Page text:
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Ranibizumab for Refractory Macular Edema Secondary to Branch Retinal Vein Occlusion Resistant to Dexamethasone and Bevacizumab
Ann Optom Contact Lens 2018;17:77-81
Published online September 25, 2018
© 2018 The Korean Optometry & Contact Lens Study Society

Jin Young Kwon, MD, Hee Jun Song, MD, Ji Ho Yang, MD, Do Gyun Kim, MD, PhD

Department of Ophthalmology, Myongji Hospital, Goyang, Korea
Correspondence to: Do Gyun Kim, MD, PhD
Department of Ophthalmology, Myongji Hospital, #55 Hwasu-ro 14beon-gil, Deogyang-gu, Goyang 10475, Korea
Tel: 82-31-810-6250, Fax: 82-31-810-0500
E-mail: Kimdk89@empas.com
Received May 8, 2018; Revised July 11, 2018; Accepted July 11, 2018.
This is an Open Access article distributed under the terms of the Creative Commons Attribution Non-Commercial License (http://creativecommons.org/licenses/by-nc/3.0) which permits unrestricted non-commercial use, distribution, and reproduction in any medium, provided the original work is properly cited.
Abstract
Purpose: To report a case of intravitreal ranibizumab for refractory macular edema secondary to branch retinal vein occlusion resistant to dexamethasone implant and bevacizumab.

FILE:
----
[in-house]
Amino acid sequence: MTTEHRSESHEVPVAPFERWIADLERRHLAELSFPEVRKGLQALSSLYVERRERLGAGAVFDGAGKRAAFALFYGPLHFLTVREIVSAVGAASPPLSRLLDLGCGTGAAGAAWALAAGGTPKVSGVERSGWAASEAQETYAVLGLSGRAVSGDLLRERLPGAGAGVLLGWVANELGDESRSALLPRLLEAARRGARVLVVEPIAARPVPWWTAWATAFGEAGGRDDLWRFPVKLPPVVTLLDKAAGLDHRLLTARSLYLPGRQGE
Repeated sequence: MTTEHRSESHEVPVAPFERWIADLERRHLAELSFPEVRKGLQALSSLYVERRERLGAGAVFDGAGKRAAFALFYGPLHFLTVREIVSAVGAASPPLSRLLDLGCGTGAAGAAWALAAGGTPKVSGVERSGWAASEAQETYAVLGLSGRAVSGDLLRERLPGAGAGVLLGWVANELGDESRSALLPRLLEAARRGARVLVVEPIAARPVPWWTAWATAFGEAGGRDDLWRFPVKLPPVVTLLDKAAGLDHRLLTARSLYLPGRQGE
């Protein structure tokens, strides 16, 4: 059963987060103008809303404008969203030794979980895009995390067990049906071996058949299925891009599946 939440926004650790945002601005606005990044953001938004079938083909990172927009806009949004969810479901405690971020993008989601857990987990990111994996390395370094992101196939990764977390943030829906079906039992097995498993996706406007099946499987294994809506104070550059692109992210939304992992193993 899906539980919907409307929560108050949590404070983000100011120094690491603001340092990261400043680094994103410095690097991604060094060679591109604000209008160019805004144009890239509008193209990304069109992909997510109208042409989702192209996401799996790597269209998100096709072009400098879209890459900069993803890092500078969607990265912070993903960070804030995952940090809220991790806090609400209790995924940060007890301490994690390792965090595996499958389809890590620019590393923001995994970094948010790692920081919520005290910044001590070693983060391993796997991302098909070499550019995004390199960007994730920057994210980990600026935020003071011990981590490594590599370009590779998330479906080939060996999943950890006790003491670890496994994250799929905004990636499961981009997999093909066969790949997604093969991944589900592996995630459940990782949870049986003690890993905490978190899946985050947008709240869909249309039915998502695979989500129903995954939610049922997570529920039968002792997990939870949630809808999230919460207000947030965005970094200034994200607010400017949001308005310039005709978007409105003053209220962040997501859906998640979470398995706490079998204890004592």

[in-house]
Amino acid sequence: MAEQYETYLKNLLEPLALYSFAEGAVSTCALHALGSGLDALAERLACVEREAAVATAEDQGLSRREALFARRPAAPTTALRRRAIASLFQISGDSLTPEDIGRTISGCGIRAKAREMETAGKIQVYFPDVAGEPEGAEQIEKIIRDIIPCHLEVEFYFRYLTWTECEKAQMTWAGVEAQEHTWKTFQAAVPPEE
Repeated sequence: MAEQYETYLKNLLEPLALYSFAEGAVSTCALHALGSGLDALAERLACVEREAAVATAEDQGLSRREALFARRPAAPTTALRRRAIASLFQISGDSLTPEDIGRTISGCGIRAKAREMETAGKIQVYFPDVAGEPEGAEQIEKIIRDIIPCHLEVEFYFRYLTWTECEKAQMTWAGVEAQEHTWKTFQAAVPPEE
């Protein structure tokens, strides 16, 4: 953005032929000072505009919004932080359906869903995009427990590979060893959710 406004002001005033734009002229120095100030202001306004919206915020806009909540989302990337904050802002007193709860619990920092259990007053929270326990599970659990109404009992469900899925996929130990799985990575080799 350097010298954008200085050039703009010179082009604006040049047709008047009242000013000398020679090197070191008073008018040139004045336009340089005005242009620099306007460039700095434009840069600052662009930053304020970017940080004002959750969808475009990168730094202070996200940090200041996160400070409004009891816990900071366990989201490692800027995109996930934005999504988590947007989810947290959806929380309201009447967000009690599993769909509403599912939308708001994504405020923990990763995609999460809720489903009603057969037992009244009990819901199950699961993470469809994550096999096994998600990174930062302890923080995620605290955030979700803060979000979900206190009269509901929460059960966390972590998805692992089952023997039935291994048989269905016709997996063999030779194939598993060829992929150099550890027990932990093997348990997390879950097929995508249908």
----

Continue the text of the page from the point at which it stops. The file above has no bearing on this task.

Case summary: A-65-year old female patient was hospitalized for visual disturbance and metamorphosia in the left eye. The patient had the symptom for 8 months however did not go through any treatment. In addition, she was admitted to the other hospital four months before as the onset of symptom and had the intravitreal bevacizumab injection for the diagnosis of branch retinal vein occlusion. Her best corrected visual acuity was 1.0 in the right eye and 0.3 in the left eye on the first examine. Retinal edema including macular edema, cotton wool spot, retinal hemorrhage were observed in the left eye. Fluorescein angiopraphy showed fluorescein leakage around the branch retinal vein in the late phase and macular edema with cystic change in the optical coherence tomography. Intravitreal dexamethasone implant injection was performed first. Four months after the treatment, macular edema was worse and the visual acuity was not improved. Four times more intravitreal bevacizumab injection was performed. After 11 months of treatments, the subretinal fluid disappeared, but macular edema with cystic change was rather worse. Furthermore, ranibizumab injection was performed three times. Macular edema disappeared 16 months after the start of treatment and corrected visual improved to 0.6 in the left eye.
Conclusions: Intravitreal ranibizumab injection appeared to be an effective option for the treatment of macular edema secondary to branch retinal vein occlusion resistant to dexamethasone implant and bevacizumab.
Keywords : BRVO; Macular edema; Ranibizumab


September 2018, 17 (3)